Thursday, August 12, 2010

Microlending through Kiva

Here's a quickie update on one of my pet projects: the link on the right margin is to Kiva, a microlending broker that connects people who want to help others out of poverty by loaning funds to help improve an entrepeneur's chances of success.  I was introduced to Kiva through their work in Guatemala, the homeland of a very special member of my family. (You can see her pictures in some of my other posts.)  Recently, some of my loan repayments came through, so I used those proceeds and added some more to loan to another Guatemalan woman. Here's her bio from Kiva:

Ana Andrea Juarez Curruchich                     
Location: San Martin Jilotepeque, Chimaltenango, Guatemala
Activity: Food
$1,150 Loan Request
$375 Raised So Far
$775 Still Needed 
Loan Use: To invest in her activity.
Currency Exchange Loss: Possible

"Andrea is 57 year-old trader working in the municipal market of San Martín Jilotepeque. She sells meals there every day, and at home she breeds pigs. The loan she is requesting will be used to buy pigs, animal feed and maize. She dreams of increasing her meals sales and to have a vending stall, as right now she sells her products in the square of the municipal market. She is thankful to FAPE and KIVA for the support they are providing, as this will help her making her dreams come true."  (This is typical of the bios on Kiva.)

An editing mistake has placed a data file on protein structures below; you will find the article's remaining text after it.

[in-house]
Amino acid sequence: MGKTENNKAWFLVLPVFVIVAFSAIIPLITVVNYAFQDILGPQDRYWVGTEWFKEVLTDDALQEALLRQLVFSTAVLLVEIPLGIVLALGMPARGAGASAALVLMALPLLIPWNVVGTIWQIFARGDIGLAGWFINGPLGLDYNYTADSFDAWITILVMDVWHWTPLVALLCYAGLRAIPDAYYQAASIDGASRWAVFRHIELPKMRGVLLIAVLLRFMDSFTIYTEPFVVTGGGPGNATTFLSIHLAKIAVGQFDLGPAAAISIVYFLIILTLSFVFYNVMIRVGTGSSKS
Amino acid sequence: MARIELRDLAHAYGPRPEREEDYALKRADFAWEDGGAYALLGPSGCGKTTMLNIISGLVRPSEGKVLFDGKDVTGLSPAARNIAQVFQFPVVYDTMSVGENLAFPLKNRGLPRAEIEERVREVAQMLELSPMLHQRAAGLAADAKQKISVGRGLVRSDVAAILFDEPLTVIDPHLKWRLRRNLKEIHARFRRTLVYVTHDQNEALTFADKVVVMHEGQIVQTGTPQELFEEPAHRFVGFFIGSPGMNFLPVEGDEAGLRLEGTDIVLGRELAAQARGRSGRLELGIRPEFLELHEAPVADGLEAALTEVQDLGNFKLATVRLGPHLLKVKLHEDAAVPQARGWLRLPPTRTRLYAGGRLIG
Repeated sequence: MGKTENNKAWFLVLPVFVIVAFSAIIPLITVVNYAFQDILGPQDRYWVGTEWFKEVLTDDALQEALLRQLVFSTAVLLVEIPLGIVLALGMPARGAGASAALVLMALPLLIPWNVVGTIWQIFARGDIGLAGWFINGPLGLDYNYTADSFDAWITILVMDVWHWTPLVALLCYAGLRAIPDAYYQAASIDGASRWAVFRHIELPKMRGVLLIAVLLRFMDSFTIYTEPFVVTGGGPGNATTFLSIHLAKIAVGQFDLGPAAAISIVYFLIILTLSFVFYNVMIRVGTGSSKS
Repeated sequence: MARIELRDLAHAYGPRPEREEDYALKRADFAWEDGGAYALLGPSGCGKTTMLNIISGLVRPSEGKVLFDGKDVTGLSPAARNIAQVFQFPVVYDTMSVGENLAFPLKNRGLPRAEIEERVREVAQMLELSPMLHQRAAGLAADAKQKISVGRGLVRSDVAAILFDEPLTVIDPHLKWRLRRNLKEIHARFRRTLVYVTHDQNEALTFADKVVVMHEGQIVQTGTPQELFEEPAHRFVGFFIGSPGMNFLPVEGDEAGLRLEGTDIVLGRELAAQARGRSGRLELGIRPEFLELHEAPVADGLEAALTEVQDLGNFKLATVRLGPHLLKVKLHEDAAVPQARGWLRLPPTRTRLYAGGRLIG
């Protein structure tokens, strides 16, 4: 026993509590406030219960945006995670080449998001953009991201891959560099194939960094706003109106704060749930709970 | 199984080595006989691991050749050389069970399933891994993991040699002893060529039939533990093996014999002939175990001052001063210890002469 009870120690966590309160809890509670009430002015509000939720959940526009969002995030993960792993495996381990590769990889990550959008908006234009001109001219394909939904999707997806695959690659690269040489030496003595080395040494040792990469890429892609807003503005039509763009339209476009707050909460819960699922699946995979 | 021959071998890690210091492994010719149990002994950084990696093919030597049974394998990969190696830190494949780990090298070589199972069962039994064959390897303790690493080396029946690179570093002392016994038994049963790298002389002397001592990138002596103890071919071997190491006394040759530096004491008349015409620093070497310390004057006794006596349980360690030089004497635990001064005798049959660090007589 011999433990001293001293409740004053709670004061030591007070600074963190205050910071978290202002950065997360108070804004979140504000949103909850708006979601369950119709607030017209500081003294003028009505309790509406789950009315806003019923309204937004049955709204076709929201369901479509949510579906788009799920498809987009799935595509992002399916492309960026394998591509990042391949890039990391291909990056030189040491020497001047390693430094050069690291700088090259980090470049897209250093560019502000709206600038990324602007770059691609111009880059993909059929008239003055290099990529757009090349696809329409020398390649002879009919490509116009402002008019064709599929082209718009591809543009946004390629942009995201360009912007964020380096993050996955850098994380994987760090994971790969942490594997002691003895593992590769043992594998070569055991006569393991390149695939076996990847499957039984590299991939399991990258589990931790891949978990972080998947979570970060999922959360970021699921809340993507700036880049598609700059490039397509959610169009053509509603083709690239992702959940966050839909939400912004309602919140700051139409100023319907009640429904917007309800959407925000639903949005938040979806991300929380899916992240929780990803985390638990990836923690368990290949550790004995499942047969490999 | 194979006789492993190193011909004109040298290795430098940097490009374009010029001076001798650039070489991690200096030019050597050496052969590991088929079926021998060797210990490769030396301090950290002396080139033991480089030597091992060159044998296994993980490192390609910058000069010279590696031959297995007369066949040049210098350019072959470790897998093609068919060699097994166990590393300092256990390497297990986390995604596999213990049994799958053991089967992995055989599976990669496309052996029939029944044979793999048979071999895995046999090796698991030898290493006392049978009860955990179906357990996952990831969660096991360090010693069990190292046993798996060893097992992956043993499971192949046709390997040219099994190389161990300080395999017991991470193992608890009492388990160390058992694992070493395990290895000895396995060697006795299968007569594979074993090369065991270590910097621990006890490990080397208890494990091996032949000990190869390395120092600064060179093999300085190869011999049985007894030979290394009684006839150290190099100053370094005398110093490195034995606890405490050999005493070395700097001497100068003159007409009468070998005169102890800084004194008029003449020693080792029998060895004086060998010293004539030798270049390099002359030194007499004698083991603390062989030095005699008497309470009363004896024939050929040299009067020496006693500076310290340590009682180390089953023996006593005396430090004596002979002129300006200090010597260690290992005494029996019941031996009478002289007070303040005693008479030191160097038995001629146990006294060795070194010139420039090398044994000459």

I see honesty, patience, endurance, and a lifetime of hard work in her face.  True beauty.

Wednesday, August 11, 2010


Giving advice, taking advice.  It's a funny thing.  I tread lightly around the subject--since if you give someone advice and it's wrong (and they follow it), that's not good. And if you take someone else's ill-considered advice, you could end up worse off than you were before. 

Around my office there is a group of women who eat lunch together and talk in the kitchen. One in particular constantly gives out advice (this is the same person whose husband is studying for the ministry and I debated briefly about evolution and the age of the earth.  She's in the 6000 years old camp.) Her advice is quick and sure--"you can't let him do that"--"you've got to put a stop to that..."  Uninvolved in their conversation, sometimes I chuckle to myself, thinking that if life were that easy, we'd all be in fine fettle.  I can't understand how she can judge a person's problems, solve them, and feel capable of giving out advice in under five minutes.

I only give advice if I'm quite sure of the subject, and I often do a little research "just to be sure." And even then I'm reluctant to suggest what another person should do, and only give advice if absolutely necessary.  And as for taking advice--I'm generally too hard-headed to know what's good for me--and surely too much so to think that other people might know it--so that's another tricky subject. 

I will add that I have learned that if my dear, honest, intelligent husband (who doles out advice to me the way I do to others--rarely and carefully) actually asks "would you like my advice?" I do two things: (1) begin re-thinking through what I'm about to do, and (2) say yes and listen.  My nature is to not want to take advice, but I have learned over the years that if my husband speaks up, he always has a point, always has my best interests at heart, and, more often than not, he's about to stop me from doing something I will probably later regret.  So even if I really don't want to, I take his advice.  And, time after time, year after year, I look back and know he's been right.